Course Review: Treating the Triathlete with Jay Dicharry

When it comes to the realm of running, biking and swimming many of us just get up one day and decide to pick up one of these skills.  But that is the point all of us seem to forget, all three activities are skills.  

This means that there are specific skill sets, techniques, and strength levels that one needs to run efficiently.  Without having a combination of the above running, biking, and swimming all become more taxing on the body and can eventually cause injury.

This past weekend we hosted Jay Dicharry for his seminar Treating the Triathlete.  This was an awesome seminar that presented great clinical information backed up by quality research on how to rehab/train the endurance athlete. 

(Note: This blog post is going to focus on the running component of the seminar)

Running in itself places high amounts of forces on the body.  How high?  Ground reaction forces can amount to roughly 2.6% of our body weight.  Take this example to put this into perspective.  A 135 lbs runner will experience 335 lbs of force per step they take. 

This would be the equivalent of single leg squatting 335lbs.  Now, here at Perfect Stride, we do not know any body who can single leg squat this much weight.  So how is it possible to run if we have all of these forces acting on our bodies?

This is because only half the forces our bodies have to produce when we run are from active muscle contractions, the other half is from elastic energy.  This is why it is extremely important to be strong and have good technique to be an efficient runner.  If we lack strength, every time we run, our bodies are not able to keep up with the demands and over time we have pain.  If our technique is bad, it increases the amount of forces that go through our body, making us less efficient and increases our risk for injury.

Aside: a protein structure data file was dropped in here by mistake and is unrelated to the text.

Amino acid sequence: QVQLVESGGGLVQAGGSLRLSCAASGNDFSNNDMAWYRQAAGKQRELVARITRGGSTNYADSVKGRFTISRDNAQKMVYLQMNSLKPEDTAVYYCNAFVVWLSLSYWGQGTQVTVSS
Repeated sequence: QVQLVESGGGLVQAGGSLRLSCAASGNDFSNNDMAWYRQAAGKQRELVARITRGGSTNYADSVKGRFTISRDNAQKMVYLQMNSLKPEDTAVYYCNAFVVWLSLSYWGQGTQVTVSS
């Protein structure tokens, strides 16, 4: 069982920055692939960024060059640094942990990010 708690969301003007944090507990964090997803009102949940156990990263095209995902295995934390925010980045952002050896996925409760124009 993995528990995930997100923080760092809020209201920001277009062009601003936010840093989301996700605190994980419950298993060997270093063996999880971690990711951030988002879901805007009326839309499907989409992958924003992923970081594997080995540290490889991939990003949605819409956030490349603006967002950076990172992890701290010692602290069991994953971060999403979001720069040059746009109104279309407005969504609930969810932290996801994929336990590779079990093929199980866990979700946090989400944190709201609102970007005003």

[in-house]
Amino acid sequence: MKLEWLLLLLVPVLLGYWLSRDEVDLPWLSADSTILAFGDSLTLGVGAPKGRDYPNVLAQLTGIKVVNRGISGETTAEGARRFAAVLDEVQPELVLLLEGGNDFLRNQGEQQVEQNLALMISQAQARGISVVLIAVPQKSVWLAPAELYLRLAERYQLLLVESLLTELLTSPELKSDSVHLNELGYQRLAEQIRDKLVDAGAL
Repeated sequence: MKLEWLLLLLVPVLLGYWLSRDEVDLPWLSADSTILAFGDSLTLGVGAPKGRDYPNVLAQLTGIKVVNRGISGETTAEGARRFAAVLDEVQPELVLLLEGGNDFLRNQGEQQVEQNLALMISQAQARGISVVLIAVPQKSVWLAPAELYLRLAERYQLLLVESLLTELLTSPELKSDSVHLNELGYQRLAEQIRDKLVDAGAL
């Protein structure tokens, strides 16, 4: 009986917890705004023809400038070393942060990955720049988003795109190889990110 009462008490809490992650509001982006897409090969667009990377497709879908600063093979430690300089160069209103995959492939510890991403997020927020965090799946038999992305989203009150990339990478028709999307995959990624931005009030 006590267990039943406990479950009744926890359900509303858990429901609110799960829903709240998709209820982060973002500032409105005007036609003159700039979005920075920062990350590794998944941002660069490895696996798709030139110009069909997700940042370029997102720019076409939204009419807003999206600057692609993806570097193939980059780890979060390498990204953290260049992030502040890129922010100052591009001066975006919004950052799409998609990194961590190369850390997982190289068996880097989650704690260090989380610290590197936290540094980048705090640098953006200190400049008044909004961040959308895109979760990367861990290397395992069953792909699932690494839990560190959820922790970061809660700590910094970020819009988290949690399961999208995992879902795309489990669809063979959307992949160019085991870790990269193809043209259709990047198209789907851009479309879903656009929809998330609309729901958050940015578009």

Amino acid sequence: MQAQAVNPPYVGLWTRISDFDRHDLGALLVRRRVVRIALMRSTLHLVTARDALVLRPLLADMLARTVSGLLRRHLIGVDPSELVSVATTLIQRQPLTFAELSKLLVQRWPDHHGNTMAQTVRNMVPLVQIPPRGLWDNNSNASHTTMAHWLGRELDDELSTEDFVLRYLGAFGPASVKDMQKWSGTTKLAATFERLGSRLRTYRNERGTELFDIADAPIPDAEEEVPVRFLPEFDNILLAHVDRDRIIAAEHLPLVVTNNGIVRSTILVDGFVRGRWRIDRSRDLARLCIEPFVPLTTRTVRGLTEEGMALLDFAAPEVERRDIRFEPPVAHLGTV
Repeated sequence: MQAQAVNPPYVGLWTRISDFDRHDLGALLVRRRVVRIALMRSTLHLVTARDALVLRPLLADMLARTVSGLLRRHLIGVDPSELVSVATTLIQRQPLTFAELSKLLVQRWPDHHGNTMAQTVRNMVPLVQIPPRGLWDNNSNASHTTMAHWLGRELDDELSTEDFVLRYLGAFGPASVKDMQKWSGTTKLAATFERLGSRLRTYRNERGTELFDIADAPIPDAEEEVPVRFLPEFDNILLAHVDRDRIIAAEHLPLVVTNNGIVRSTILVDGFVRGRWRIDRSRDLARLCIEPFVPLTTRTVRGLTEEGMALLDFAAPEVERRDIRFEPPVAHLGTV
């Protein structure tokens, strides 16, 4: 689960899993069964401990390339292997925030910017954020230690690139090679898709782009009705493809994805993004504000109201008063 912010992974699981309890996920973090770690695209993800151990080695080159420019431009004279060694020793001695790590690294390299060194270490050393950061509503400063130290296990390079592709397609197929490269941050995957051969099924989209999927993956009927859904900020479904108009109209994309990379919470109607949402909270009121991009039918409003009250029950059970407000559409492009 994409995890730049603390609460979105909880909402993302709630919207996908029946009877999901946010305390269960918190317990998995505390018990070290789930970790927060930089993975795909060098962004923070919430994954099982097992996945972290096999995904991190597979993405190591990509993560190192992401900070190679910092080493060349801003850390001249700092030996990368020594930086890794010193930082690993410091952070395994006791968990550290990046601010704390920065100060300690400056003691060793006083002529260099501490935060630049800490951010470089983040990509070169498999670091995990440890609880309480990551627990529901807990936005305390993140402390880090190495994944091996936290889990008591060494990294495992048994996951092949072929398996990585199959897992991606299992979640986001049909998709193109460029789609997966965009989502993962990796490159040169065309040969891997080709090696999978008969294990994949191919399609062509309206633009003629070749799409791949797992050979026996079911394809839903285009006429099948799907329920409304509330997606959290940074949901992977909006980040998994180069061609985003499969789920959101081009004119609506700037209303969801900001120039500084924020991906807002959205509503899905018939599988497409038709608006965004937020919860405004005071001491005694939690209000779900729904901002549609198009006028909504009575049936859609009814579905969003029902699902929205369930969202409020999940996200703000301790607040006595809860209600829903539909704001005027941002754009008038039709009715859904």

The loading rate when we run can be influenced by 3 factors.

1. Contact Pattern - Our cadence and position of foot in relation to our center of gravity.

  • Increasing our cadence (until a certain point) can decrease the amount of force that goes through the body.  Current literature suggests that the optimal cadence when running is ~180 steps per minute. 
  • Having our foot land closer to our center of gravity (closer to the body) helps increase the elastic energy and decreases the loading rate on the body.

2. Postural Alignment - Our bodies posture when we run have the biggest impact on the loading rate on the body.

3. Limb Stiffness - or our ability to absorb impact and create force.  This component has to do with rate of force development (power) and strength.

The above three facets of running are how we can improve running efficiency through rehab and training.  If you would like to schedule a running evaluation with us, click here.